Transitioning into the second movement, the orchestra falls into the background, exposing again the soloistic quality of the violins. Written in 12/8 time, this largo movement has a dance-like quality noticeable in the way the two voices are paired. Unlike in the first movement, the relationship of the two violins in the second is one of leading and supporting. As though dancing, the players take turns stepping forward, caringly supported by their partner as they reach higher and higher in their arpeggios. Even in the most soloistic moment, the other violin is not far behind, ready to recover the melody when the first player has had her fill.
Especially in contrast to the second movement, the third could be described as a frantic race between the two violinists to come out ahead by the end of the piece. Some of the most exciting canonic moments happen in this movement, with one violin repeating a phrase only a beat or two behind its partner. Not only is the tempo faster, but the counterpoint in this movement is more oppositional than in the first or second. While one voice plays a spirited, fast-paced rhythm, the other performs a more lyrical, legato phrase. The third movement is composed as a ritornello, with the orchestra playing a more active role than in the previous movement, intervening intermittently to break up the tussle between the soloists. By the end of the movement, the conversation has changed from two to three participants. The ensemble gets the last word, linking everything the two soloists have just said back to the movement’s opening theme.
Bach’s double violin concerto presents a considerable challenge to the violinists. Although written for two players, the Bach Double is not a duet in the typical sense. Instead, it requires the players to excel simultaneously as both soloist and accompanist, while also cooperating with the greater support of the orchestra. For Koh and Laredo, the relationship is even more unique. Formality may designate Laredo as mentor and Koh as student, but in taking on this masterpiece, hierarchy falls by the wayside. Indeed, it must do so in order for the collaborative quality of the concerto to be realized fully. Both have their moments of virtuosic solo performance, but equally virtuosic is their ability to respond to each other’s idiosyncrasies.
In listening to the rest of this album, consider how the experience of performing the Bach Double facilitates the rich partnership held between the violins in each of the subsequent works; and consider how, nearly 300 years after its composition, the Bach Double continues to influence contemporary artists. Among the works encompassed by the Two x Four project, the Bach is perhaps the most important. It represents not only a critical moment in music history, but also marks a pivotal juncture in the lives of the two devoted violinists. Approaching this work with mastery and care, Koh and Laredo bring Bach’s double violin concerto to life, and demonstrate the centrality of this work to their overall collaboration.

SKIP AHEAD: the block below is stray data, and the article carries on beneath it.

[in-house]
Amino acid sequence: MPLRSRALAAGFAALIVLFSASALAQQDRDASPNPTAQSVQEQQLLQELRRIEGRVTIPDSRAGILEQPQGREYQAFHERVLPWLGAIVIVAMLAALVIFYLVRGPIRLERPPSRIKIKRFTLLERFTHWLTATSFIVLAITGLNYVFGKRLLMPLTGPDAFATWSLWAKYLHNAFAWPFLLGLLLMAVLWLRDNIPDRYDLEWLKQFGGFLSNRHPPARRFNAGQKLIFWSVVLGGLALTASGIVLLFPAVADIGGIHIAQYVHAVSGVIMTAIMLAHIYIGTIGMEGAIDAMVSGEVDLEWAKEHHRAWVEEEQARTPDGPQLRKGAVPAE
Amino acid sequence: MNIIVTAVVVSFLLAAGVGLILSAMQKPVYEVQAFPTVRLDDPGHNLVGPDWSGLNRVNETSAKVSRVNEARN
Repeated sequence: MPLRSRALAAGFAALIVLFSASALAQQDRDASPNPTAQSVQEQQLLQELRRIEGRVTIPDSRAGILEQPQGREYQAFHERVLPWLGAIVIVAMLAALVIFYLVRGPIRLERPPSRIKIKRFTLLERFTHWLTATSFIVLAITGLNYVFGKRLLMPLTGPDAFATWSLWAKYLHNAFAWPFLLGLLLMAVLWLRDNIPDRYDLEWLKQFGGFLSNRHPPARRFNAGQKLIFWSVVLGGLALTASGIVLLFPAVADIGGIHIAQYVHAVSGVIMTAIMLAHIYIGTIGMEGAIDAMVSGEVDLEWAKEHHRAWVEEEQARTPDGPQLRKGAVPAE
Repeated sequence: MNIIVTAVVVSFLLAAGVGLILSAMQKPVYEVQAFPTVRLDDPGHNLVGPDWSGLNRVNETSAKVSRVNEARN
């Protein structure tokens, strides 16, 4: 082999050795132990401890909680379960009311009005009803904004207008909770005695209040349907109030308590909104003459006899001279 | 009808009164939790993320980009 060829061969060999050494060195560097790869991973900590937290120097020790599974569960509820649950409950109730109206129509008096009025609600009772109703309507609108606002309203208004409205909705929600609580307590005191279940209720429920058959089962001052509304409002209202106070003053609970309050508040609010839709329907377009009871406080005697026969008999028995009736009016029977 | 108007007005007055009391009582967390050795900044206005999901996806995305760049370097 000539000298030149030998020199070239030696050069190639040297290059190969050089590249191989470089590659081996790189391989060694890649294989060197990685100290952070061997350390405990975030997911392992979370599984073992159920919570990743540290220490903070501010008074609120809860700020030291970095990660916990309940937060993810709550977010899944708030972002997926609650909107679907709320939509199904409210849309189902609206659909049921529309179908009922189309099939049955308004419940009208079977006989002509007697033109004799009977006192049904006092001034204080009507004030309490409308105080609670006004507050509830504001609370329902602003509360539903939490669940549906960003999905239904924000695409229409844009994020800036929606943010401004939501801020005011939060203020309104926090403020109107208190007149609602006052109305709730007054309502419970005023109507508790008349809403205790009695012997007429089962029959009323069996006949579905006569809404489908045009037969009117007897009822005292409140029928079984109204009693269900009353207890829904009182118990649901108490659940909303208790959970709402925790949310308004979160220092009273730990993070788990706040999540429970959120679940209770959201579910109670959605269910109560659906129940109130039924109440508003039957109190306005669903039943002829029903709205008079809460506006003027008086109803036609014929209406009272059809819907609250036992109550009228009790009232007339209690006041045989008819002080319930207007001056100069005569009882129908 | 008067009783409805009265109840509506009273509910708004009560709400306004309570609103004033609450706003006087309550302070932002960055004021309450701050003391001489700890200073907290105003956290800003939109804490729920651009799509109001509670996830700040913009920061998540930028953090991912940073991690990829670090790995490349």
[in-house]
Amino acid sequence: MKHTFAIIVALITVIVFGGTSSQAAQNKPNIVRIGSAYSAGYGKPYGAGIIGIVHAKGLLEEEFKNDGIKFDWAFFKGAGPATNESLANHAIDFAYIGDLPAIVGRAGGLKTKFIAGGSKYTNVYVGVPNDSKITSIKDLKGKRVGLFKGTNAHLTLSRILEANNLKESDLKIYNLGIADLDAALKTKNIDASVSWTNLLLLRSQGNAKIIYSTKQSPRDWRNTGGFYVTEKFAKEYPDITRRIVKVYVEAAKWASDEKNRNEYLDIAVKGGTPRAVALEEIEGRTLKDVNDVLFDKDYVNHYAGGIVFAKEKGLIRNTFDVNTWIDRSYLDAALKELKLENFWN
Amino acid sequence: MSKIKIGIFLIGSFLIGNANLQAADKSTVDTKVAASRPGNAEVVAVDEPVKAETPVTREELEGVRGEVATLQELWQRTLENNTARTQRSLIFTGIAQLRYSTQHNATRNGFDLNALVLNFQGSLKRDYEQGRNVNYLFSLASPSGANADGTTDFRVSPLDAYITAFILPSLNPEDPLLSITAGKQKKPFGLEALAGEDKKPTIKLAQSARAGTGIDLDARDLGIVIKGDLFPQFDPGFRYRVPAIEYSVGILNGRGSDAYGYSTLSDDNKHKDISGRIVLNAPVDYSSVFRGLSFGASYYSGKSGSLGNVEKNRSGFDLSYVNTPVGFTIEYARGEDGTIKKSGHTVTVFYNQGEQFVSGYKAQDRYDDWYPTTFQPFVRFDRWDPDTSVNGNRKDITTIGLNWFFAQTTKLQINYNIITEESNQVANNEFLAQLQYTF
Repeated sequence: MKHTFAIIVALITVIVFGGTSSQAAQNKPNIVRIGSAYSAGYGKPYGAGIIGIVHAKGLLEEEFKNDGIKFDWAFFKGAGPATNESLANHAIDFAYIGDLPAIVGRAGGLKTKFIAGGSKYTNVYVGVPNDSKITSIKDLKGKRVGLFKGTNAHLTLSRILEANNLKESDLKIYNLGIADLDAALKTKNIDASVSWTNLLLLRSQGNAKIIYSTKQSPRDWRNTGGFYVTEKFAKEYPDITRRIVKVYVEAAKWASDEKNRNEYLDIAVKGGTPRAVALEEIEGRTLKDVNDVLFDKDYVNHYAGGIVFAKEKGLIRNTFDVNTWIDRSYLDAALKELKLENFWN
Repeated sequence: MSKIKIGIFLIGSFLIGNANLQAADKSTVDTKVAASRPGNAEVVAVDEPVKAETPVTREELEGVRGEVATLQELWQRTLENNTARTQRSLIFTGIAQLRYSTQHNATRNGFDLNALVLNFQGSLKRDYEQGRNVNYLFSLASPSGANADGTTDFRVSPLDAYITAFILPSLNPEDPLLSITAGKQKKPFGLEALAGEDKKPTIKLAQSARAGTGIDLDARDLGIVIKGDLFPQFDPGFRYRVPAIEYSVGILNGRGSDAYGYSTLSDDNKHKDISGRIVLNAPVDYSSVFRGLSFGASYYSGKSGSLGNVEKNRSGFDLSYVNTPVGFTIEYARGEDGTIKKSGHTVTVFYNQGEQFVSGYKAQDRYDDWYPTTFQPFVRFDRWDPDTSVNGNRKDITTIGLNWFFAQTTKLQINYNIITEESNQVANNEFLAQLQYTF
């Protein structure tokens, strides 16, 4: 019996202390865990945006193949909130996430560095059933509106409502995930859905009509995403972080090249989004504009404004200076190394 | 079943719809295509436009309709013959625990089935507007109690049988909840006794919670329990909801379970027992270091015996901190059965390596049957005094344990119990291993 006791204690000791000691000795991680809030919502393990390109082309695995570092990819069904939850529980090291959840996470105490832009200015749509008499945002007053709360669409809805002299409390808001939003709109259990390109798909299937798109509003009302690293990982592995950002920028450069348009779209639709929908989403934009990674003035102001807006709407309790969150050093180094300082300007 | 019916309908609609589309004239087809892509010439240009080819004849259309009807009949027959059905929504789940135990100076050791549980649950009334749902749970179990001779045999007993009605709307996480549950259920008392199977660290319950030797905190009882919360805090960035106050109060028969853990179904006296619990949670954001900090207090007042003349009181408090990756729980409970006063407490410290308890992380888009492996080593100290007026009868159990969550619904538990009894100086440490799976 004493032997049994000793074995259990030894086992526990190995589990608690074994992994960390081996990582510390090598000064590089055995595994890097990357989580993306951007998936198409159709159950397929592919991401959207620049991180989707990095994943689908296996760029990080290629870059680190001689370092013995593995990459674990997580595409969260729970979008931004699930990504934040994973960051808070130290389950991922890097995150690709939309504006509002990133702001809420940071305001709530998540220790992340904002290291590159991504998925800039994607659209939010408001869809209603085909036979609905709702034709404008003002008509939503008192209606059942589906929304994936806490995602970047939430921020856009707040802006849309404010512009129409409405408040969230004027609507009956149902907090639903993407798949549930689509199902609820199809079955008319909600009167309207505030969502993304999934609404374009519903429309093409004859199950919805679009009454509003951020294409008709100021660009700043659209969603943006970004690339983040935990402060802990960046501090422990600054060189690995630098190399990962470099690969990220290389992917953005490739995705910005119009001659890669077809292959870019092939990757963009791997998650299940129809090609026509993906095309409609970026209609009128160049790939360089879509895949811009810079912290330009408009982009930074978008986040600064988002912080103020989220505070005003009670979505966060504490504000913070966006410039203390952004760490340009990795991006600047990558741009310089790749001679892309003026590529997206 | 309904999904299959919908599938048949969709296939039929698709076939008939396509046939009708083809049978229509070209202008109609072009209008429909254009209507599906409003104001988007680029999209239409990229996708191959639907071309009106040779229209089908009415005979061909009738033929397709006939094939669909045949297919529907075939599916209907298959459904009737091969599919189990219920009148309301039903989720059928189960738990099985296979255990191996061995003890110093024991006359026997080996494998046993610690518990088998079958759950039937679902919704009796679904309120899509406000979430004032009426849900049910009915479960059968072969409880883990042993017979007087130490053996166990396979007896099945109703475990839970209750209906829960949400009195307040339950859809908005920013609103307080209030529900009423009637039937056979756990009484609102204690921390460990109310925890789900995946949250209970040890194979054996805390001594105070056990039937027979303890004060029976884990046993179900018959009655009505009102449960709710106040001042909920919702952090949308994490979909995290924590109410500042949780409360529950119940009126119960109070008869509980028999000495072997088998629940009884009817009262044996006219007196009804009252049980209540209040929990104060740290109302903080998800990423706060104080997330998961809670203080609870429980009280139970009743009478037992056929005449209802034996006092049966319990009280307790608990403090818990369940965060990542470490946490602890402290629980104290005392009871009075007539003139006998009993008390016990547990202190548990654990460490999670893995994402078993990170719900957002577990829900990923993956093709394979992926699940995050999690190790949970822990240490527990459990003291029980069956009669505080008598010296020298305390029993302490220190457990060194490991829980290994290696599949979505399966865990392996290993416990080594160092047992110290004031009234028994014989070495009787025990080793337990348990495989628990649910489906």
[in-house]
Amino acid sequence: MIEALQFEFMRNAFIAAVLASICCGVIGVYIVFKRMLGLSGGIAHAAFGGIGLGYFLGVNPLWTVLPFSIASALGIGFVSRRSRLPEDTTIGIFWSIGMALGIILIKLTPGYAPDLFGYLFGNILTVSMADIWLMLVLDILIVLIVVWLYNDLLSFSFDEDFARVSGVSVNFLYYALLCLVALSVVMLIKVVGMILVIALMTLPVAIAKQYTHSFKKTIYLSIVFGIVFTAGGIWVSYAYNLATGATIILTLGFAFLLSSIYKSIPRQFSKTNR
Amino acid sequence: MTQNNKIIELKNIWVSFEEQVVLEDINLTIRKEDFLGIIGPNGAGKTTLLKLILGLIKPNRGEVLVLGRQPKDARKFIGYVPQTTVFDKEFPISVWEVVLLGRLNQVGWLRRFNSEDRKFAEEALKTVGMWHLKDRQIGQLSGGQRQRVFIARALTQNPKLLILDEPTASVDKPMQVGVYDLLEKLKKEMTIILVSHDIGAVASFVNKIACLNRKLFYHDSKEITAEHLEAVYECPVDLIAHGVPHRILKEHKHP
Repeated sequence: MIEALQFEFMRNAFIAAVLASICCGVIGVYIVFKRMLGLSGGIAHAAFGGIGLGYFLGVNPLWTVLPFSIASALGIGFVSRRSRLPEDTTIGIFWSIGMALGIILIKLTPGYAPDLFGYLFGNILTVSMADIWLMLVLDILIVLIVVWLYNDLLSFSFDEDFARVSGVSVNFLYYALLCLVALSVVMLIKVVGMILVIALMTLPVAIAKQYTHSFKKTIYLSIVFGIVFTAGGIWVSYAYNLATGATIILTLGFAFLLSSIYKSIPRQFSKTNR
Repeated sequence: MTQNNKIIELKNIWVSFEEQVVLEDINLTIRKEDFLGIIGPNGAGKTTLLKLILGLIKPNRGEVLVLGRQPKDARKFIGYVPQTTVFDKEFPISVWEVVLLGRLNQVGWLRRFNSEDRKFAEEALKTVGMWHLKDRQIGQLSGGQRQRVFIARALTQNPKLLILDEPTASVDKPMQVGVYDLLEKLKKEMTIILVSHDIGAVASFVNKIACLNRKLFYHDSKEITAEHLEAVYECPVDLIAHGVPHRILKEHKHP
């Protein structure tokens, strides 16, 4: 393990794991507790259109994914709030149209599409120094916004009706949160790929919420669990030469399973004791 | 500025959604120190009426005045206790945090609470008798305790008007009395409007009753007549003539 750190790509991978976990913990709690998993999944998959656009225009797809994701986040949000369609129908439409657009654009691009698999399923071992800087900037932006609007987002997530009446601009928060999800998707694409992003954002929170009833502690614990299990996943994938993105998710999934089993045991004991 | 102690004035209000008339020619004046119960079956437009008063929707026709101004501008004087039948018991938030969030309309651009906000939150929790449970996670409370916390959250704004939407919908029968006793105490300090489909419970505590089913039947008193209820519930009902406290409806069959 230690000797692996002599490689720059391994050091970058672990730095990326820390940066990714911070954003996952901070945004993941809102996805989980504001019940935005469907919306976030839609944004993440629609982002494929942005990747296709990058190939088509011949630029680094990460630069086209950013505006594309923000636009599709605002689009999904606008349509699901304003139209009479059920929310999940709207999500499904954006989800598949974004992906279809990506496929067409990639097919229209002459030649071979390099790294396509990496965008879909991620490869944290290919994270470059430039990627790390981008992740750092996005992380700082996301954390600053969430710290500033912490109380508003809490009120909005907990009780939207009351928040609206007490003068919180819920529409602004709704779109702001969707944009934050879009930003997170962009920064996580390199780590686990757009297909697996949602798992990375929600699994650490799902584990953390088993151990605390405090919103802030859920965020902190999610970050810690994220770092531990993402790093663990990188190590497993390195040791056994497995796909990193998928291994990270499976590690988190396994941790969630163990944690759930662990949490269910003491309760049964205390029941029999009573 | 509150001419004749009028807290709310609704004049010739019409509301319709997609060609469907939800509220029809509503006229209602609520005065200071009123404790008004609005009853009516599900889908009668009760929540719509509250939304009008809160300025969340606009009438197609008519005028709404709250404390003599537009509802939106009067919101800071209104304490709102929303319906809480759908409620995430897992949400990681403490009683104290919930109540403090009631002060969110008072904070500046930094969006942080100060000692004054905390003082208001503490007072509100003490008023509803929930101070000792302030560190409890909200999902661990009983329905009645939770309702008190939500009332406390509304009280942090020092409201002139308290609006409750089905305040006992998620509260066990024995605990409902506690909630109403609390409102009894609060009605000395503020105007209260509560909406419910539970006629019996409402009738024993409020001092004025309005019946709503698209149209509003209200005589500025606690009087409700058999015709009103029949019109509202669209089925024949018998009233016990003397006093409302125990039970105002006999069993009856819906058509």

Philip Glass — Echorus
Consistently recognized as one of the most prolific and influential composers of the late-20th century, Philip Glass (b. 1937) has achieved a level of acclaim that few composers reach during their lifetimes. His compositions range from solo works to operas and everything in between. He has composed for dance companies, for major motion pictures, and for his own group, the Philip Glass Ensemble. Although his collaborations have run the gamut of artistic genres, each has a stylistic quality that identifies the composition distinctly and unmistakably as the work of Glass.
While the term “minimalist” is frequently used to describe Glass’s compositional style, he prefers to describe it as “music with repetitive structure.” To call something “minimal” implies a certain simplicity or ascetic quality, and while the individual elements of Glass’s compositions (such as rhythmic patterns or harmonic shifts) may appear straightforward, taken as a whole, they are not. Instead, Glass’s works are sonorously encompassing, frequently polyrhythmic and polyphonic, surrounding the listener with patterns, motifs, and variations that defy explanation on a measure-by-measure basis. In his compositions for multiple players, the individual voices combine to create a complex system of layers in which one line or another can be momentarily exposed or hidden. With his repetitive structures, Glass introduces changes slowly, sometimes almost covertly. Only by experiencing his works in their entirety can one hear and understand the true breadth of their development.
This condensed analysis of Glass’s style applies to Echorus, a chamber work for two solo violins and string orchestra structured as a chaconne, a compositional form popular during the Baroque era consisting of many short variations or decorations of an initial harmonic progression. The rhythmic and harmonic patterns in Echorus fall into two main categories, one moving and one sustaining. The piece opens with a fluid, arpeggiated chord from the ensemble’s higher strings, supported by a sustained, harmonizing pitch in the lower voices. The two lines change in synchrony, exploring the dissonance or consonance that results from subtly altering one note in the established chord. With their entrance, the solo violins likewise take up this cause; and while their rhythmic pattern is only a two- to three-note phrase played in unison, they carefully undertake a study of their joint sound. While they test the limits of their harmonies, they can rely on the omnipresent pulse of the ensemble to bring them back to the point of departure.